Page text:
• ‘If it only takes this to turn me, Mr Peaceful, into a homicidal maniac it's easier to understand how more frequent and serious incidents lead to people tooling up.’
      • ‘I'm talking about guys with scars, people out of prison, people all tooled up; all of them crying.’
      • ‘If you're going to attack them directly, make sure you're well masked and tooled up.’
      • ‘The riot squad were getting tooled up when I left, but when asked what trouble they had seen, they pointed to smoke bombs being thrown about by animal rights fanatics.’
      • ‘Almost any other kind of film about alien-invasion would show the farmers getting tooled up with every kind of shooter they can lay their hands on.’
      • ‘So at 5:30 pm we tooled up and drove off.’
      • ‘Those guys were ruthless, tooled up and had that horribly simple, unchanging mask for a face.’
      • ‘Eight out of ten British business people are tooled up for mobile working, according to new research.’
      • ‘People should get tooled up when they venture into the town centre.’
      • ‘I saw my doctor on Wednesday and got tooled up with some antibiotics, which finally seem to be doing the trick.’
      • ‘On our bit of beach there were about 4000 people of all ages tooled up with coolboxes and barbecues.’
      • ‘The non-nuclear countries agreed not to tool up, in exchange for the already-nuclear countries agreeing to slowly dismantle their arsenals and to never, under any circumstances, share their nuclear technologies.’
      • ‘As the US and western powers tool up to tackle this new threat, civil liberties will receive very short shrift.’
      • ‘Other European countries had a director or two who ‘traveled,’ but Denmark seemed to be blessed with a pool of such talent and a film-making system that was tooled up to deliver it.’
  • 3mainly North American informal no object, with adverbial of direction Drive or ride in a casual or leisurely manner.

    • ‘tooling around town in a pink Rolls-Royce’
    • ‘The rest of the song was enough on its own, but that line was always good for some weird looks when my friend Charlotte and I were tooling around town screaming along.’
    • ‘I haven't driven in well over year - not since I went to Kentucky for Christmas 2000 and tooled around town in my mom's car.’
    • ‘But I think it would be fun to have one to tool around town, just about anywhere.’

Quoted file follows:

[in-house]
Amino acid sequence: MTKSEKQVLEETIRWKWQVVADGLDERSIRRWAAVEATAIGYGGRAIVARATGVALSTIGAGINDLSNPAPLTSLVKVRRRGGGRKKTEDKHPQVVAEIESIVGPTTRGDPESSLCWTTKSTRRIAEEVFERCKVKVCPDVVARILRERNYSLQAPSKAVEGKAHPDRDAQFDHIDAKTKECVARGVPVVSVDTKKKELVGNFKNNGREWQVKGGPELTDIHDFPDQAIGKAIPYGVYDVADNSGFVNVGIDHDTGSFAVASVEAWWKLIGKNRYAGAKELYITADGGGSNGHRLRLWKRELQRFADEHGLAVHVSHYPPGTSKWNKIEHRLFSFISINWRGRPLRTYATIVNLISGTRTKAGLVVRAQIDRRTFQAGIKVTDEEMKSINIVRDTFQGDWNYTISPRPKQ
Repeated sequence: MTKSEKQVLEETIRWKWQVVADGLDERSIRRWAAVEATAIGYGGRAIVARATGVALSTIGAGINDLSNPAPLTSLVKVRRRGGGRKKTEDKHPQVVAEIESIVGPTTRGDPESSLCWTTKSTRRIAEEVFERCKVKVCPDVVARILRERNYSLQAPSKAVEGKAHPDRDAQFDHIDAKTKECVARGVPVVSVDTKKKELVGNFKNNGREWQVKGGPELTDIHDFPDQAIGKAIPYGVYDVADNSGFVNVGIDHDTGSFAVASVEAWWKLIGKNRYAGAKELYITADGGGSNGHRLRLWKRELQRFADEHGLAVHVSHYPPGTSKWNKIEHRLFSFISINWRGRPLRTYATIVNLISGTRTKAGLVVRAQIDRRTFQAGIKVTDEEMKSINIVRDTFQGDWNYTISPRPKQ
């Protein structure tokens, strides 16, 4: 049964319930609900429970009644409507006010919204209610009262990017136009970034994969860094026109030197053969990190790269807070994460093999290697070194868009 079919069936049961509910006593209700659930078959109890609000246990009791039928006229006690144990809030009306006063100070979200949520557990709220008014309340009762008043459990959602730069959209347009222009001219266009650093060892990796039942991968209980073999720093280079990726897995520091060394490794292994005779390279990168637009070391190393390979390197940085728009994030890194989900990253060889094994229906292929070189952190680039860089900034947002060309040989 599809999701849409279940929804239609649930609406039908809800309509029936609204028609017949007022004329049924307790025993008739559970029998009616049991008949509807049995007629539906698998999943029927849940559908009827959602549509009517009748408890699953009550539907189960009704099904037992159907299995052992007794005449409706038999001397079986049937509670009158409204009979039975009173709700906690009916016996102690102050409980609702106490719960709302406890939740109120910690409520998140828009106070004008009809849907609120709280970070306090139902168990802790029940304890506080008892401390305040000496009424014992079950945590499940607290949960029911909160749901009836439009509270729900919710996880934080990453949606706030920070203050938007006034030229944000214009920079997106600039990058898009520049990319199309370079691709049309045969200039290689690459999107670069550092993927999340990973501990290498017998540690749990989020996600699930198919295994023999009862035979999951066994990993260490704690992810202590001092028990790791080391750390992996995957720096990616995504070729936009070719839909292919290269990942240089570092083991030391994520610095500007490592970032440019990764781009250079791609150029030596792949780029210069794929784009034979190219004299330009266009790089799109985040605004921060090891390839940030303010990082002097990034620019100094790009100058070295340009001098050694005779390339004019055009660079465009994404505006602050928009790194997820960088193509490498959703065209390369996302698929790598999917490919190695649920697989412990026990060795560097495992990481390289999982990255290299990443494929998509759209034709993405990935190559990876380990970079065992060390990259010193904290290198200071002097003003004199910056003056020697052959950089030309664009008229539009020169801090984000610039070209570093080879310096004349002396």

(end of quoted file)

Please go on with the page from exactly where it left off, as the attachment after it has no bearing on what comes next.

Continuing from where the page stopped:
• ‘As I tooled around on city streets, I was permanently haunted by the thought that someone in an SUV would mistake me for a speed bump.’
    • ‘We don't tool around in gigantic SUVs like the Americans - yet.’
    • ‘And so begins the journey of a truly strange cinematic odd couple, tooling around in an open jeep trying to cajole the natives to exercise their rights.’
    • ‘Another real-world analogy: you're tooling down the Interstate in your Chevy and hit a bump in the road.’
    • ‘Sometimes he tools around Turku, some 145 kilometers west of Helsinki, in a van to test reception in hard-to-reach places.’
    • ‘We tooled around, had a pint or two and spoke of musical matters as well as academic.’
    • ‘The band tooled around North America in true indie punk style.’
    • ‘In the hit TV comedy the cousins tooled around the Georgia sticks, helping the downtrodden and getting into trouble.’
    • ‘While they were here I made a one day visit to Seattle and then spent a few days tooling around the lower Mainland and the Island.’
    • ‘Because I'd been tooling along at the same speed as everyone else - happily minding my own business - I'd neglected to make sure my eyes were firmly fixed on the speedo.’
    • ‘I'm tooling down the freeway between L.A. and the border.’
    • ‘So you're tooling around checking out the sites in Calgary.’
    drive, bowl, ride, motor, travel
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  • 4with object Dress (stone) with a chisel.

    • ‘Long gone are the tooled finishes from hand-held chisels that could render differences in texture across the face of a stone block, or from one stone to the next.’
    ornament, embellish, decorate, work, shape, cut, chase, dress, fashion
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Old English tōl, from a Germanic base meaning ‘prepare’; compare with taw. The verb dates from the early 19th century.